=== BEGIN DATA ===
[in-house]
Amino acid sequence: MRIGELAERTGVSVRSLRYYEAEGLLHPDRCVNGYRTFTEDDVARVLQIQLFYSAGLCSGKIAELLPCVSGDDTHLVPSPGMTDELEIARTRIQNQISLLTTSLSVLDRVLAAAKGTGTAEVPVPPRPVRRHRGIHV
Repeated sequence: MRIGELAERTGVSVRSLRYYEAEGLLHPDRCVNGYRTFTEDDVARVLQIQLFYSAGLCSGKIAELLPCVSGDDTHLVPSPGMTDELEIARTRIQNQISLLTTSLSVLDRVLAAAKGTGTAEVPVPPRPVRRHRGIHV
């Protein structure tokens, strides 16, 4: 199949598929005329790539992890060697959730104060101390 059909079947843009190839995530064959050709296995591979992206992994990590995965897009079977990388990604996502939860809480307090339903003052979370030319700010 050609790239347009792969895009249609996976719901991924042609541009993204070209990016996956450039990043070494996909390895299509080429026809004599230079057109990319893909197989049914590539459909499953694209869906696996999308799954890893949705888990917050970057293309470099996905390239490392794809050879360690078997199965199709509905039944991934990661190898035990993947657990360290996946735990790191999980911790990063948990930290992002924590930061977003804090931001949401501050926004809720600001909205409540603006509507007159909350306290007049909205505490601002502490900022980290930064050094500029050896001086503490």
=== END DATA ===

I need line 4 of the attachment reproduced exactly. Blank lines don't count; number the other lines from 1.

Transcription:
């Protein structure tokens, strides 16, 4: 199949598929005329790539992890060697959730104060101390 059909079947843009190839995530064959050709296995591979992206992994990590995965897009079977990388990604996502939860809480307090339903003052979370030319700010 050609790239347009792969895009249609996976719901991924042609541009993204070209990016996956450039990043070494996909390895299509080429026809004599230079057109990319893909197989049914590539459909499953694209869906696996999308799954890893949705888990917050970057293309470099996905390239490392794809050879360690078997199965199709509905039944991934990661190898035990993947657990360290996946735990790191999980911790990063948990930290992002924590930061977003804090931001949401501050926004809720600001909205409540603006509507007159909350306290007049909205505490601002502490900022980290930064050094500029050896001086503490």